A Wine Glass Shattering at 187,500 FPS Reveals the Destruction in Excruciating Detail

A Wine Glass Shattering at 187,500 FPS Reveals the Destruction in Excruciating Detail

High-speed footage can make a mundane event feel more dramatic, which is why Hollywood uses it to enhance certain scenes. But the technology can also reveal details that happen too quickly for the human eye to perceive. As The Slow Mo Guys reveal, a wine glass shattering when blasted by sound waves is far more complex than just an instantaneous explosion.

If you’ve ever wet a finger and ran it around the rim of a wine glass to make it vibrate and hum, you’re familiar with the effects of resonance. It’s doubtful you can move your finger fast enough around the rim to cause any serious damage, but at the right frequency and amplitude, a sound wave from a nearby speaker (or someone’s mouth) can make a wine glass vibrate with such intensity that it’s pushed to its limits, triggering what turns out to be a complex chain reaction of cracks and splinters.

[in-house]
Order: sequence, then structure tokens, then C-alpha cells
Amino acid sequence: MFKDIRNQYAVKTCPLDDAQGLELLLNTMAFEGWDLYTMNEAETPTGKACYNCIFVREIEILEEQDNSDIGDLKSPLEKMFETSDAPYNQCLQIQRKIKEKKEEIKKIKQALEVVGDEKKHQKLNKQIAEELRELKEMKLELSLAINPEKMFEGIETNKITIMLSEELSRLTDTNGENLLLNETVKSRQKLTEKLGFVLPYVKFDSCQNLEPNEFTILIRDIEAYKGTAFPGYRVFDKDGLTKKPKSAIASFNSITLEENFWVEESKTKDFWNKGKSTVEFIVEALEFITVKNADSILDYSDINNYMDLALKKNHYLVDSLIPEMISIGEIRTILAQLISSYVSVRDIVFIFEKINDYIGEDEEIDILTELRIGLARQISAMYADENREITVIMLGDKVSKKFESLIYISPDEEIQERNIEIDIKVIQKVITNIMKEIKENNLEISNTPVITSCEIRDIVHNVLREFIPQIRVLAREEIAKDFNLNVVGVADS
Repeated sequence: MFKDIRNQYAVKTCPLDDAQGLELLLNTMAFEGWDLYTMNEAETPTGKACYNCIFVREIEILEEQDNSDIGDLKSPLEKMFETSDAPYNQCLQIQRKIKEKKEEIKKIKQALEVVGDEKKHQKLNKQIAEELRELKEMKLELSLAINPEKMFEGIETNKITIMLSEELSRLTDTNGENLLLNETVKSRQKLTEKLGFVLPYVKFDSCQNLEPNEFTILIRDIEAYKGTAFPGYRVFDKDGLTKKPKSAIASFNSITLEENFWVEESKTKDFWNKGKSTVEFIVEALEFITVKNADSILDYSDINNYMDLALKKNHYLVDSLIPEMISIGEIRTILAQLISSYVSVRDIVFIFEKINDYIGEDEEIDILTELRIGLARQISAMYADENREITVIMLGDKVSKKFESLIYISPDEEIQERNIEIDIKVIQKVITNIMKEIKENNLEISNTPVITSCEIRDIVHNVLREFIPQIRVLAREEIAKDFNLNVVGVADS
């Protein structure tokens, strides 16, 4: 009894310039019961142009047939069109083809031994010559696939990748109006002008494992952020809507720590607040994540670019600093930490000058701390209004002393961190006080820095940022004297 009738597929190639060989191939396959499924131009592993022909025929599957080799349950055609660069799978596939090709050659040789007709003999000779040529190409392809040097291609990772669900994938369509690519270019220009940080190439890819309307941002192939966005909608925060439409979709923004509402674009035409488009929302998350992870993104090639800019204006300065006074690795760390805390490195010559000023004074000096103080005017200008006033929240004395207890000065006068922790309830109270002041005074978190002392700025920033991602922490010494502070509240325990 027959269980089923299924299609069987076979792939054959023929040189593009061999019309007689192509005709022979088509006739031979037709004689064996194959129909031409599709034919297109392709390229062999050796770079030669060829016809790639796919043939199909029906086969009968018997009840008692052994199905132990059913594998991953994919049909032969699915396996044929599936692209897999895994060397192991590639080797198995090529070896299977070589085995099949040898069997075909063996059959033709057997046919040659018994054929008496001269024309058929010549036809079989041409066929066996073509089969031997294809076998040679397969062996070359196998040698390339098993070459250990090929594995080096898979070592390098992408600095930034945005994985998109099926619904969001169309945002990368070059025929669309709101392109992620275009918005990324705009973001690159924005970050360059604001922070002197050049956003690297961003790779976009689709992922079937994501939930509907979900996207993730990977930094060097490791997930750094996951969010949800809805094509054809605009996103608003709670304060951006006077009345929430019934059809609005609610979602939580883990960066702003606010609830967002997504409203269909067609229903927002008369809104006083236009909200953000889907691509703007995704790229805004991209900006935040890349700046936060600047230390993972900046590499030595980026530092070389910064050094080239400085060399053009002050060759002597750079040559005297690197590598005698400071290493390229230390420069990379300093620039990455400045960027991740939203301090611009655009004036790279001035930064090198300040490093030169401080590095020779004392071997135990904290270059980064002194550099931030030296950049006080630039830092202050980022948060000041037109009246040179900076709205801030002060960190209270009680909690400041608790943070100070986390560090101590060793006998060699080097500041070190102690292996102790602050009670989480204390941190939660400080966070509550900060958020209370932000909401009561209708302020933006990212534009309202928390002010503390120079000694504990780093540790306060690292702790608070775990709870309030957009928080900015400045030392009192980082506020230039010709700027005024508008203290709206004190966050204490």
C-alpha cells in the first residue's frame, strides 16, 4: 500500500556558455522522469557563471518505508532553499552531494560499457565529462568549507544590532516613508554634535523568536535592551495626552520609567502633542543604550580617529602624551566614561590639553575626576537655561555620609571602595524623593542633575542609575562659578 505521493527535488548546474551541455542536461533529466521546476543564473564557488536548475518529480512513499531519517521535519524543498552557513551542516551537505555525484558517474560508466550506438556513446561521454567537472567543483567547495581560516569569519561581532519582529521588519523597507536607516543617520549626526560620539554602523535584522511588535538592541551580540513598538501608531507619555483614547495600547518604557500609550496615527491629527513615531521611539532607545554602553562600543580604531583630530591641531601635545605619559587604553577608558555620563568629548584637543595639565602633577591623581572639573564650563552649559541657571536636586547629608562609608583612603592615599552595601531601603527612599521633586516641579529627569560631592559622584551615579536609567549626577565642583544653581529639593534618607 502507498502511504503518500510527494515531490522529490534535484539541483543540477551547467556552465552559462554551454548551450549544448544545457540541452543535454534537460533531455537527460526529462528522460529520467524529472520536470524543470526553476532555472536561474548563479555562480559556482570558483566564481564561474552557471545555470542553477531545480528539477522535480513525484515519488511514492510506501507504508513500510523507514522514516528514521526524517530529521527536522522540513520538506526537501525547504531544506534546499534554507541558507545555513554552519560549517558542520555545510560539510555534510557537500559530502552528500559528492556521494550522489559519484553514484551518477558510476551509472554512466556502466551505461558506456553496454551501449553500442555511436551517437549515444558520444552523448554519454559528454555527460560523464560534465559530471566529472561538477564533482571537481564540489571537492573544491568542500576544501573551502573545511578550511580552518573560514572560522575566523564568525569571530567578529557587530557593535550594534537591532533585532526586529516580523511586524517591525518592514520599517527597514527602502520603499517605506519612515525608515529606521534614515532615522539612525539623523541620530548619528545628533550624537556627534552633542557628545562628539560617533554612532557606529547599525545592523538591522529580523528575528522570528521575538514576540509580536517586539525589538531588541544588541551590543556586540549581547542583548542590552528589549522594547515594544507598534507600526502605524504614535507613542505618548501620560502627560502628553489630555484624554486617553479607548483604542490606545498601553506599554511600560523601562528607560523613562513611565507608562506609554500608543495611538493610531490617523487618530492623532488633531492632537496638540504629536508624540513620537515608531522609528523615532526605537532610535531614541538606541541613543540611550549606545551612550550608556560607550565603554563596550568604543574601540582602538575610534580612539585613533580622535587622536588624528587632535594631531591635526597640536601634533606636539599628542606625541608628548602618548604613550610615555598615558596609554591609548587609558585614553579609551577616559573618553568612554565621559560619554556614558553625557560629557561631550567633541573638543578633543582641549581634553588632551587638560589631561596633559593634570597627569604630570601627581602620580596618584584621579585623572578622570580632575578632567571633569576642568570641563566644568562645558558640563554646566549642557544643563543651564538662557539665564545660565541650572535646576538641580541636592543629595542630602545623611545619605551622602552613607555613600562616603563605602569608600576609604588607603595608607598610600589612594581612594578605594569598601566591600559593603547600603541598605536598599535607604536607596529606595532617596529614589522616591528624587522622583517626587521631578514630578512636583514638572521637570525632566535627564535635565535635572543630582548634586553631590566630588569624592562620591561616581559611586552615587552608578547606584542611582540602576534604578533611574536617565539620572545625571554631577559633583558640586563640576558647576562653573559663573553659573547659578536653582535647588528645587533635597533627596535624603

It’s an experiment you can find performed on YouTube thousands of times, but what the Slow Mo Guys bring to the table is expertise in high-speed photography and some very expensive gear. Using a Phantom TMX 7510 camera (these devices often cost well north of $US100,000 ($134,690)) they were able to capture the moment a violently vibrating wine glass structurally fails at an astonishing 187,500 frames per second.

The resulting footage reveals the destruction at a speed that’s 7,500x slower than what the human eye can perceive, and although the glass completely shatters in less than a second, the tiny sliver of footage captured by the camera would take almost two hours to watch in real-time. At that speed you’d see every little crack and splinter appear and slowly spread across the glass, fracturing and spawning endless offshoots that eventually cause it to completely fall apart. That’s a long time to spend watching a glass shatter, but it’s two hours better spent than watching Space Jam: A New Legacy.